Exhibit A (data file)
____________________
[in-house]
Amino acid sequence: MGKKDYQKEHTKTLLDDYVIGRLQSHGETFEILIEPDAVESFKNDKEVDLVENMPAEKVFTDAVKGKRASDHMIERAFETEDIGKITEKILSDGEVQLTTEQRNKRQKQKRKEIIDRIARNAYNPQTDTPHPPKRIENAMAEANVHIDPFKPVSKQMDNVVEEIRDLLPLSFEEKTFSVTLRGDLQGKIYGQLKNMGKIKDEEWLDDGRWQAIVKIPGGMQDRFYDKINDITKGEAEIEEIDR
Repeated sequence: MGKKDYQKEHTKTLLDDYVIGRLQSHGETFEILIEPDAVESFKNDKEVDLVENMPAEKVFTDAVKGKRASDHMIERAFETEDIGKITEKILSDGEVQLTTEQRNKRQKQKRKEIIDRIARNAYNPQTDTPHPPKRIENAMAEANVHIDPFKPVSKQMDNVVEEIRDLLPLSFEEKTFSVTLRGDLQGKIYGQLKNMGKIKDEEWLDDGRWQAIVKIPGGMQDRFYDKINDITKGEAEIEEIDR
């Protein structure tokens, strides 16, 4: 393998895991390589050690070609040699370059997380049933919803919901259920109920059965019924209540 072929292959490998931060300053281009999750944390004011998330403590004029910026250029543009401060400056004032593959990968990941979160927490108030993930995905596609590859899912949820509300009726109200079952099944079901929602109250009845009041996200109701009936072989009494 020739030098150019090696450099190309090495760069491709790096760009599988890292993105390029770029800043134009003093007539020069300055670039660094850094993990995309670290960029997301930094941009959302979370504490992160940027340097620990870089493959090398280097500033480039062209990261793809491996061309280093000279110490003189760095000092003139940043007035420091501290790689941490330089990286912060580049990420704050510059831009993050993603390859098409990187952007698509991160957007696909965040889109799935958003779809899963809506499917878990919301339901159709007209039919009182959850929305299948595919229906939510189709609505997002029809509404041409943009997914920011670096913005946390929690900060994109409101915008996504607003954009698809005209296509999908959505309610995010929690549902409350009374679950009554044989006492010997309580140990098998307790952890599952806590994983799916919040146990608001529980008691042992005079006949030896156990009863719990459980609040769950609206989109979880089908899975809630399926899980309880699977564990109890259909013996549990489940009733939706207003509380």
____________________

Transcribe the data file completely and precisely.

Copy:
[in-house]
Amino acid sequence: MGKKDYQKEHTKTLLDDYVIGRLQSHGETFEILIEPDAVESFKNDKEVDLVENMPAEKVFTDAVKGKRASDHMIERAFETEDIGKITEKILSDGEVQLTTEQRNKRQKQKRKEIIDRIARNAYNPQTDTPHPPKRIENAMAEANVHIDPFKPVSKQMDNVVEEIRDLLPLSFEEKTFSVTLRGDLQGKIYGQLKNMGKIKDEEWLDDGRWQAIVKIPGGMQDRFYDKINDITKGEAEIEEIDR
Repeated sequence: MGKKDYQKEHTKTLLDDYVIGRLQSHGETFEILIEPDAVESFKNDKEVDLVENMPAEKVFTDAVKGKRASDHMIERAFETEDIGKITEKILSDGEVQLTTEQRNKRQKQKRKEIIDRIARNAYNPQTDTPHPPKRIENAMAEANVHIDPFKPVSKQMDNVVEEIRDLLPLSFEEKTFSVTLRGDLQGKIYGQLKNMGKIKDEEWLDDGRWQAIVKIPGGMQDRFYDKINDITKGEAEIEEIDR
């Protein structure tokens, strides 16, 4: 393998895991390589050690070609040699370059997380049933919803919901259920109920059965019924209540 072929292959490998931060300053281009999750944390004011998330403590004029910026250029543009401060400056004032593959990968990941979160927490108030993930995905596609590859899912949820509300009726109200079952099944079901929602109250009845009041996200109701009936072989009494 020739030098150019090696450099190309090495760069491709790096760009599988890292993105390029770029800043134009003093007539020069300055670039660094850094993990995309670290960029997301930094941009959302979370504490992160940027340097620990870089493959090398280097500033480039062209990261793809491996061309280093000279110490003189760095000092003139940043007035420091501290790689941490330089990286912060580049990420704050510059831009993050993603390859098409990187952007698509991160957007696909965040889109799935958003779809899963809506499917878990919301339901159709007209039919009182959850929305299948595919229906939510189709609505997002029809509404041409943009997914920011670096913005946390929690900060994109409101915008996504607003954009698809005209296509999908959505309610995010929690549902409350009374679950009554044989006492010997309580140990098998307790952890599952806590994983799916919040146990608001529980008691042992005079006949030896156990009863719990459980609040769950609206989109979880089908899975809630399926899980309880699977564990109890259909013996549990489940009733939706207003509380």